Daniel Akin in his commentary writes this about this desire to rule ourselves as it relates to the passage.
    Aldous Huxley noted that part of what drove him to atheism was a desire for emotional liberation in the area of his sex life: “We objected to the morality [imposed by God] because it interfered with our sexual freedom” (Huxley, Ends and Means, 273).
    Huxley died on the same day as both John F. Kennedy and C. S. Lewis.
    The latter’s perspective was radically different from Huxley’s.
    In Mere Christianity, Lewis wrote, The more we get what we now call “ourselves” out of the way and let [Christ] take us over, the more truly ourselves we become. . . . In that sense our real selves are all waiting for us in Him.
    It is no good trying to “be myself” without Him. The more I resist Him and try to live on my own, the more I become dominated by my own heredity and upbringing and surroundings and natural desires. . . . What I call “My wishes” become merely the desires thrown up by my physical organism or pumped into me by other men’s thoughts or even suggested to me by devils. . . . I am not, in my natural state, nearly so much of a person as I like to believe: most of what I call “me” can be very easily explained.
    It is when I turn to Christ, when I give myself up to His Personality, that I first begin to have a real personality of my own. . . . Sameness is to be found most among the most “natural” men, not among those who surrender to Christ.
    How monotonously alike all the great tyrants and conquerors have been: how gloriously different are the saints. But there must be a real giving up of the self. You must throw it away “blindly” so to speak.
    Christ will indeed give you a real personality: but you must not go to Him for the sake of that. As long as your own personality is what you are bothering about you are not going to Him at all.
    The very first step is to try to forget about the self altogether. Your real new self (which is Christ’s and also yours, and yours just because it is His) will not come as long as you are looking for it. It will come when you are looking for Him. . . . Give up yourself, and you will find your real self. Lose your life and you will save it. Submit to death, death of your ambitions and favorite wishes every day and death of your whole body in the end: submit with every fiber of your being, and you will find eternal life. Keep back nothing. Nothing that you have not given away will ever be really yours. Nothing in you that has not died will ever be raised from the dead.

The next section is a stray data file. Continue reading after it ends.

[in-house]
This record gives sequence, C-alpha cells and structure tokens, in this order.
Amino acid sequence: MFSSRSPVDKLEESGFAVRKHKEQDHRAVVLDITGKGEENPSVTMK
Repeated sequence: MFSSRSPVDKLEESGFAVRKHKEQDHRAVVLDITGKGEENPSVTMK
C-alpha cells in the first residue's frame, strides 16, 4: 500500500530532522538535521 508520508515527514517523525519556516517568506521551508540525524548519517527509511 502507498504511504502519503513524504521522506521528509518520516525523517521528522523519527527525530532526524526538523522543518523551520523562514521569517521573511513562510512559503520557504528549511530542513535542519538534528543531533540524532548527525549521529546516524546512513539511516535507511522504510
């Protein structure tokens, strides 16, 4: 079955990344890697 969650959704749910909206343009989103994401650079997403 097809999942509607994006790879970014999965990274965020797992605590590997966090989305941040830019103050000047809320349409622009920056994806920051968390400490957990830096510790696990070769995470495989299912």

Look for yourself, and you will find in the long run only hatred, loneliness, despair, rage, ruin, and decay. But look for Christ and you will find Him, and with Him everything else thrown in. (Lewis, Mere Christianity, 225– 27)
    Here is an authority worth submitting to. What a tragedy that so many say no.

    They Refuse to Examine Honestly the Evidence Verses 29-32

    Jesus brilliantly makes a counter move: “Jesus said to them, ‘I will ask you one question; then answer Me, and I will tell you by what authority I am doing these things. Was John’s baptism from heaven or from men? Answer Me.’”
    Jesus’ counterquestion was a common debating technique among rabbis in that day, and it exposed their hearts and motives.
    Jesus basically says, “Let’s look at the evidence of the one who paved the way for My coming and with whom I closely aligned Myself: the ministry of John the Baptist.”
    Those who come to Jesus with hostile intentions never receive a direct answer.
    The response forces them to think.
    Jesus twice commands them, “Answer Me.”
    The implication is they lack the courage to give an honest answer.
    If John’s baptism were solely “from men,” that is, fully explainable by empirical science, then the Sanhedrin may be justified in its accusation of Jesus.
    But if John’s baptism was “from heaven,” that is, divinely inspired—as the crowds believed and as the Sanhedrin evidently feared—then Jesus’ authority exceeds mere human authority and must be explained by the authority of God.
    So they answer “We don’t know.”
    That of course is not entirely true.
    They certainly have some suspicions about who Jesus, and they might learn more if they enter into hnoest dialgue with Him.
    In reality, they are unwilling to know.
    They do not deny the evidence as they huddle up to draft their response.
    They struggle with how to set it aside.
    John was popular with the people, and his ministry was universally believed to have been given to him by God.
    So what if he had no human credentials, he had God’s!
    Yet in spite of the evidence, the religious leaders rejected him and did not lift a finger when he was unjustly murdered by Herod (6: 14-29).
    Jesus’ argument is basically this: